Cave's Story • Page 2

Bullet hell in downtown Tokyo.

The company's arcade roots run deep, though, and that's a leap of logic Ichimura isn't prepared to make. "I wouldn't say that it's the 'real' version, or the more authentic version," he says. "We think of it in terms of making two separate versions.

"The arcade is a specific environment in which the customers who play our games don't necessarily have a lot of time to play, so we want to give them the most enjoyment they can have in a short amount of time.

"With the 360 versions, you can play at home, so you can have a much more slow experience, taking the game in over time. We change how we make the games for that home setting - that includes things like co-op modes to play with friends."

The company is still committed to putting the arcade platforms first when it creates new titles. According to Ichimura, parallel development for arcade and console isn't part of the plan. "We've always focused on the arcade first and released on the 360 later," he says firmly. "The arcade will come first for the foreseeable future."

Having broached the topic of creating new titles I'm keen to know how Cave goes about making a new game. The company's offerings feature an extremely broad range of art styles, with the more recent ones even switching between 2D and 3D.

The bullet patterns themselves can be elaborate works of art, swirls and fans of glowing projectiles ranged across the screen like a complex, unfolding orchid, albeit an orchid made out of death and explosions.

It's here, Ichimura tells me, that the games begin - with the art style and the setting. The first thing that's decided on is whether the new title will be 2D or 3D. Then the setting is determined, and an artist goes off to create the masses of illustrations and artwork required for the game.

5

No longer having to spend 700 quid on a plane ticket to Japan to play Cave games must be relieving a lot of the company's fans.

Only after that do Cave's programmers and designers start talking about the game systems themselves and determining exactly what kind of title they're going to make.

It's an odd way of working, perhaps, but it's been effective for the company for many years. It's tied in with a system of thinking about game design which permeates right into the company's design philosophy, as I discover when I question Ichimura about the bullet patterns in the games.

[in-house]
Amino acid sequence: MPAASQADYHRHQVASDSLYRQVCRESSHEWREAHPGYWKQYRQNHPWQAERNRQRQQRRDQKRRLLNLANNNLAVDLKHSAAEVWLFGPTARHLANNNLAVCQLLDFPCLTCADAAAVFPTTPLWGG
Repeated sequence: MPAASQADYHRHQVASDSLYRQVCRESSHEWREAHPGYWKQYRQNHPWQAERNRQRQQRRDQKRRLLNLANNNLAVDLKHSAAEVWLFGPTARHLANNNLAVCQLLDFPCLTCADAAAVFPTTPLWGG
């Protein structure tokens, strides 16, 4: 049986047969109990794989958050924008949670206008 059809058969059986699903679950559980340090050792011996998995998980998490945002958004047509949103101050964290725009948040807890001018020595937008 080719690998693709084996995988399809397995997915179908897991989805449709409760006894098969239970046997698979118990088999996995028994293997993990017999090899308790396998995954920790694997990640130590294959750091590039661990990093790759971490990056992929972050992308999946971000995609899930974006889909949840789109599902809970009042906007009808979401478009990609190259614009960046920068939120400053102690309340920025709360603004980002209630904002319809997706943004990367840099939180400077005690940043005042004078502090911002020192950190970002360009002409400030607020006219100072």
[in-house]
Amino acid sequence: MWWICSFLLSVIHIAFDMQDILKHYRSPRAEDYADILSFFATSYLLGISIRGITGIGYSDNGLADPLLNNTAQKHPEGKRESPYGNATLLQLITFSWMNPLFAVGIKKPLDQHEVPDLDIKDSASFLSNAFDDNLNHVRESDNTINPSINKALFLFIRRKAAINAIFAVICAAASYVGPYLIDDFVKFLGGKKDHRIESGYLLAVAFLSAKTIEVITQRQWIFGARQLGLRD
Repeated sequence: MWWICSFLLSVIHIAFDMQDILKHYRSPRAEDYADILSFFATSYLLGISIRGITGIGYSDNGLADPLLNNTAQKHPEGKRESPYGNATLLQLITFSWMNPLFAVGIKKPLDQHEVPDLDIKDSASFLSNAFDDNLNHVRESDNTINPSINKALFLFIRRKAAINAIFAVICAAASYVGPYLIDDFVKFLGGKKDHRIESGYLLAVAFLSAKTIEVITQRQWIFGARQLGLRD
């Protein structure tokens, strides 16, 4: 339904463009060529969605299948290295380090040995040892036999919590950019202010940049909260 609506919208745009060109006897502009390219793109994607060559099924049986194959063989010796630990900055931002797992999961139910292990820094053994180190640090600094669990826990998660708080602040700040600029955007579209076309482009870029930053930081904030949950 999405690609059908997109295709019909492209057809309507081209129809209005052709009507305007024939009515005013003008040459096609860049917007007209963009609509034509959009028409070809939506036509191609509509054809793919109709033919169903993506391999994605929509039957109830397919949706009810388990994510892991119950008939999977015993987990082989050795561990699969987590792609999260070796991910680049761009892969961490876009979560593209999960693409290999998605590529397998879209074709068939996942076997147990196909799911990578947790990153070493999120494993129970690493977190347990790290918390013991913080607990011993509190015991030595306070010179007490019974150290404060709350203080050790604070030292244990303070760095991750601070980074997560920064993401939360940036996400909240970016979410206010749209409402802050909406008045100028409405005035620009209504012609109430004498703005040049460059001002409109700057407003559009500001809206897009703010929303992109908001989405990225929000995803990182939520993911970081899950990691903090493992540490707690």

"The first step [in creating a new bullet pattern] is making the visual of the pattern itself and putting that out there," he says.

"We imagine and experience how the player will react to it, and of course we play it ourselves. If at that point we think that we've actually seen this kind of pattern somewhere before, we stop right there and re-do it.

"If we play it and dodging is a lot of fun, if it's an interesting pattern, we put it to one side and then make multiple patterns to combine into the final bullet pattern in the game."

It seems a little strange that Ichimura is talking about the programmers doing so much of what I'd consider to be design work, and it suddenly strikes me - as it probably should have ten minutes earlier - that he's talking about a really small team.

"Oh, it's basically about seven people," he confirms. "Four designers and three programmers, and to be honest, sometimes I even think that's too many. On top of that, there's a freelance illustrator woking on each project, usually just one person. So I guess that's eight people."

Eight people. And this process takes how long? "Eight or nine months," says Ichimura. "The most time-consuming part is adjusting the game balance at the end."

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